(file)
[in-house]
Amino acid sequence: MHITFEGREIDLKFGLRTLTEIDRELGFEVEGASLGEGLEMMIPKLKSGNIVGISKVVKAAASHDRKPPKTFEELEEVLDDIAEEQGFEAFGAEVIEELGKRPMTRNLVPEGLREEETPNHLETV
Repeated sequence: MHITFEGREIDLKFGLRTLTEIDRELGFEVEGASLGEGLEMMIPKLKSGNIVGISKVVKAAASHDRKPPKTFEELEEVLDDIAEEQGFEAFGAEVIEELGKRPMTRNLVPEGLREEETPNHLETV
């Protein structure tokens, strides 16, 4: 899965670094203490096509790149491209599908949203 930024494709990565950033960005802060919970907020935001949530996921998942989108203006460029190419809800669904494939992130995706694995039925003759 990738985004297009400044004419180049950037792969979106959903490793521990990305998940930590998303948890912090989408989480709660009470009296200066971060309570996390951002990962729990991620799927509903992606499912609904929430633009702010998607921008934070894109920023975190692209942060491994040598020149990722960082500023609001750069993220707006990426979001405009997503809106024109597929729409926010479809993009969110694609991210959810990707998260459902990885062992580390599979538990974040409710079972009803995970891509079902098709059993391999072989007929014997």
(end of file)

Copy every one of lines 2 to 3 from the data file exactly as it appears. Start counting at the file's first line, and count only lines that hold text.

Amino acid sequence: MHITFEGREIDLKFGLRTLTEIDRELGFEVEGASLGEGLEMMIPKLKSGNIVGISKVVKAAASHDRKPPKTFEELEEVLDDIAEEQGFEAFGAEVIEELGKRPMTRNLVPEGLREEETPNHLETV
Repeated sequence: MHITFEGREIDLKFGLRTLTEIDRELGFEVEGASLGEGLEMMIPKLKSGNIVGISKVVKAAASHDRKPPKTFEELEEVLDDIAEEQGFEAFGAEVIEELGKRPMTRNLVPEGLREEETPNHLETV